It’s one thing to write about the end of the world, to contemplate the many ways it could happen and who could bring it about.

It’s an entire different kettle of fish when you actually want it done for no other reason then you have decided it would be best for all involved if somebody grabbed a roque mallet and went Jack Torrance on the world.

The world is not a perfect place and all of the yelling and screaming and threats and self righteous rants won’t make it so.

I learned that from training my dog.

If you yell all of the time or step on their paws or slap their noses or hit them with water from a spray bottle when they don’t obey you, they get to the point to where they hide every time you raise your voice for any reason at all.


 In my writing none of my antagonists are angry.

They don’t screed and yell and reach down into someone’s throat and rip their tongues out just to shut someone up.

They don’t jab their fingers into anyone eyes and pull their eyeballs out of their sockets and stamp them into a gooey mess because someone doesn’t see the world the way they do.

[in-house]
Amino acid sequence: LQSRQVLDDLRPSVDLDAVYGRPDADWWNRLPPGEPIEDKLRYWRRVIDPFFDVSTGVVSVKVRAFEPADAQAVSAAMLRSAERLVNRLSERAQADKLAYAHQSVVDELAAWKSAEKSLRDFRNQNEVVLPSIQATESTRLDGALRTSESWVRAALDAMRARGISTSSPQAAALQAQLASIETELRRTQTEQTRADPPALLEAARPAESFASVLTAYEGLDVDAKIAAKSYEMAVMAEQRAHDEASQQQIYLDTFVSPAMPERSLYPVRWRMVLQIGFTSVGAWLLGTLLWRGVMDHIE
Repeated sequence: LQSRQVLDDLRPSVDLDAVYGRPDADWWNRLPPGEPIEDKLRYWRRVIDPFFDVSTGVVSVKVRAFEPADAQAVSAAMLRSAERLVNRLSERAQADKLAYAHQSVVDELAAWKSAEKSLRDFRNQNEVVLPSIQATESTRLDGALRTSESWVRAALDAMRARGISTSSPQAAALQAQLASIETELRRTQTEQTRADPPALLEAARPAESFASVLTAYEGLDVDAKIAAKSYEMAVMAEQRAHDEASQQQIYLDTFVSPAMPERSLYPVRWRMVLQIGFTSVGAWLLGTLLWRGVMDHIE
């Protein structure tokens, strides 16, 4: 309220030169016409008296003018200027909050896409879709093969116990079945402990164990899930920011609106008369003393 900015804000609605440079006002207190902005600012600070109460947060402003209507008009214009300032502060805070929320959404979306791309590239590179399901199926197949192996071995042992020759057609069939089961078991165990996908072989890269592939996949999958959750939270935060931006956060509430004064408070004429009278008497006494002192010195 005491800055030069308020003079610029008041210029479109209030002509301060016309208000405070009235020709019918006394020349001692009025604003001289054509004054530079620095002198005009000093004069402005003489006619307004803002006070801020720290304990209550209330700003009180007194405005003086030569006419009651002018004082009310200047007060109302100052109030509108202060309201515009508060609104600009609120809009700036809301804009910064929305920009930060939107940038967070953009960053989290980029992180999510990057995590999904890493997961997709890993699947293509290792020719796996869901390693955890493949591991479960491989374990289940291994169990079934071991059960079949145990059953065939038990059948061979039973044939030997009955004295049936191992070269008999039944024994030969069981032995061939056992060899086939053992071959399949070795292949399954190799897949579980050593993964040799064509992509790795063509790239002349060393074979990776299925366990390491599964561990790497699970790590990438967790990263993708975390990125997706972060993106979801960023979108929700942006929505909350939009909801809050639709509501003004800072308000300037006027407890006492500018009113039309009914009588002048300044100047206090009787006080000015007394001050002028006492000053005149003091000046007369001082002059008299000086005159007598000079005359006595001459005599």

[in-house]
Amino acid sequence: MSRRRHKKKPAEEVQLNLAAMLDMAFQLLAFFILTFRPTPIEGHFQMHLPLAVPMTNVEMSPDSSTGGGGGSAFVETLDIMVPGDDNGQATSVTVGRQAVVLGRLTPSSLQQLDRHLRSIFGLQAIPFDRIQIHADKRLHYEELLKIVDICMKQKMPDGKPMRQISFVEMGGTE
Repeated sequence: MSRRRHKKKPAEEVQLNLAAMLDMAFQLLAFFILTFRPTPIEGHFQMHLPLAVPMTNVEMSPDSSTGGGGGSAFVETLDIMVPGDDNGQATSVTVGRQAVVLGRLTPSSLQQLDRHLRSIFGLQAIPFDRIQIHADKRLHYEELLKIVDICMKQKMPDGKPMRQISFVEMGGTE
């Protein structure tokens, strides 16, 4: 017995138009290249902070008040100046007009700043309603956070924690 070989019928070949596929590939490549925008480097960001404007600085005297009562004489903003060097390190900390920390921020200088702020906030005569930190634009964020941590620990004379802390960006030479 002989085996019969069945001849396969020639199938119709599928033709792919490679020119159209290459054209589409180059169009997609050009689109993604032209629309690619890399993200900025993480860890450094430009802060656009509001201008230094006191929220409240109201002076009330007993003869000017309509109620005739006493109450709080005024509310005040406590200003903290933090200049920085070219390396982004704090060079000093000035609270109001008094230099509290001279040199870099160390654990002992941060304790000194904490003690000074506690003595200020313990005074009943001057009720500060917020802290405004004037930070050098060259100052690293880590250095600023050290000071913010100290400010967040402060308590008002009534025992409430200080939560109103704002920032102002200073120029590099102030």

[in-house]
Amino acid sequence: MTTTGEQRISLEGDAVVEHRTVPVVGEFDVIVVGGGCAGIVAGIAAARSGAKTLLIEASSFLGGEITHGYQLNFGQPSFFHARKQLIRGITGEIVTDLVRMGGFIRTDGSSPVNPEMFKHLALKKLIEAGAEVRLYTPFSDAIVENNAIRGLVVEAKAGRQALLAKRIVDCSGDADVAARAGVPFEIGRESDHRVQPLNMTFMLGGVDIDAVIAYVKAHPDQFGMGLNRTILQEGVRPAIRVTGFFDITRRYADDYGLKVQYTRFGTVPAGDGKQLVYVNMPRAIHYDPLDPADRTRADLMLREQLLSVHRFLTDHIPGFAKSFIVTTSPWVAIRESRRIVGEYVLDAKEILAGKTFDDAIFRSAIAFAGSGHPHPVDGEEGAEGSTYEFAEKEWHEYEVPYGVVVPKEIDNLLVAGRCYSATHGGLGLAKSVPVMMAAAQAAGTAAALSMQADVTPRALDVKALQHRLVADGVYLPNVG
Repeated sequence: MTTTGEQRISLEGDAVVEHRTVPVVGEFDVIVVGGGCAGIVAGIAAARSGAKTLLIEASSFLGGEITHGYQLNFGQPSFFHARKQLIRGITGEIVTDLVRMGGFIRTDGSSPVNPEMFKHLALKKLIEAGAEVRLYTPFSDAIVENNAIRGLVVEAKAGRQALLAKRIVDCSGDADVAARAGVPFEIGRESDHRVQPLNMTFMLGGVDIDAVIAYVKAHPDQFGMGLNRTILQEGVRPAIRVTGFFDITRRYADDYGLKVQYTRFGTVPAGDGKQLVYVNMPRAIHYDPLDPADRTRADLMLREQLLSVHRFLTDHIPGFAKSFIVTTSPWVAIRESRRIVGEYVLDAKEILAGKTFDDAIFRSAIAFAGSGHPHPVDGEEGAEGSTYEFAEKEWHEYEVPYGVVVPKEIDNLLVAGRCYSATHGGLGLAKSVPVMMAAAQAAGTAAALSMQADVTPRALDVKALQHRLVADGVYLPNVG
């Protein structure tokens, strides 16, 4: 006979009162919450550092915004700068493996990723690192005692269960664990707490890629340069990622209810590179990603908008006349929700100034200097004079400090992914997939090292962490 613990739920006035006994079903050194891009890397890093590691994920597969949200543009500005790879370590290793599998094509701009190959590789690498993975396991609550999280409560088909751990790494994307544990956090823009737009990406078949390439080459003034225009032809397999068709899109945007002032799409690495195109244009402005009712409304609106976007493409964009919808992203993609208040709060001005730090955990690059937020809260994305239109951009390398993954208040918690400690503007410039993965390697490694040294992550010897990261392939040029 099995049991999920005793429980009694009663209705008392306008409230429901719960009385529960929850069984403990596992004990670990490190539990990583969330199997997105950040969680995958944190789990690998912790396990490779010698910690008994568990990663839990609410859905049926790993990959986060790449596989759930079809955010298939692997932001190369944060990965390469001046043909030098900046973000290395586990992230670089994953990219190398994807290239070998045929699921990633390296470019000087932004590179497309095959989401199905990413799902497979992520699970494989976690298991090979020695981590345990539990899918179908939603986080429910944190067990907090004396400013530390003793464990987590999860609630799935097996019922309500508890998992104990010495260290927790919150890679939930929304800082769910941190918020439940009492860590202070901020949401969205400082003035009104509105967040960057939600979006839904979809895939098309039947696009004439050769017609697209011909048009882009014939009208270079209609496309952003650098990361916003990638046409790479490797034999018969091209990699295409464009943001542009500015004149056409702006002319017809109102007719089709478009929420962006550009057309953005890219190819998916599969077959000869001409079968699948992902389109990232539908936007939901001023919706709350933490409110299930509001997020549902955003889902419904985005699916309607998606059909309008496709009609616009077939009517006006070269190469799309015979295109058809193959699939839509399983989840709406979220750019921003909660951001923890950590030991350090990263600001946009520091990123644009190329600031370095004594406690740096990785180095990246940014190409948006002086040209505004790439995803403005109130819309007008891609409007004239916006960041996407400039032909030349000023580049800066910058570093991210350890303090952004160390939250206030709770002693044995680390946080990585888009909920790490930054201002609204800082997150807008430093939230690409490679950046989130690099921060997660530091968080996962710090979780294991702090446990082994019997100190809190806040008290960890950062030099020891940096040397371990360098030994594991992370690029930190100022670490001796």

They don’t wave their boney fingers under someone’s nose and then jam it up into their nostrils and pull their brains out because someone doesn’t think the way they do.

My monsters, the dark and twisted souls in my stories understand they are imperfect creatures living in an imperfect world.

Despite all of their imperfections and the imperfections around them they find a way to thrive.

We should all be so lucky.


Today I ate a bunch of cookies.

I used to hate cookies.


I learned to enjoy sweetness.


The Grave Tale Of Anita Marie Moscoso


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Of course my first call out to do a removal at the Funeral Home was at three in the morning, it was twenty miles away from my house and from the sight itself I had to drive another 15 miles to the Funeral home and I had to be at work at eight in the morning.

So I hall myself out of bed, dressed as if I were going to work ( no unprofessional looks no matter what you’re doing). I got into my car drove to the Funeral Home, picked up the removal van and drove to the hospital.

My face was numb, that’s how tired I was.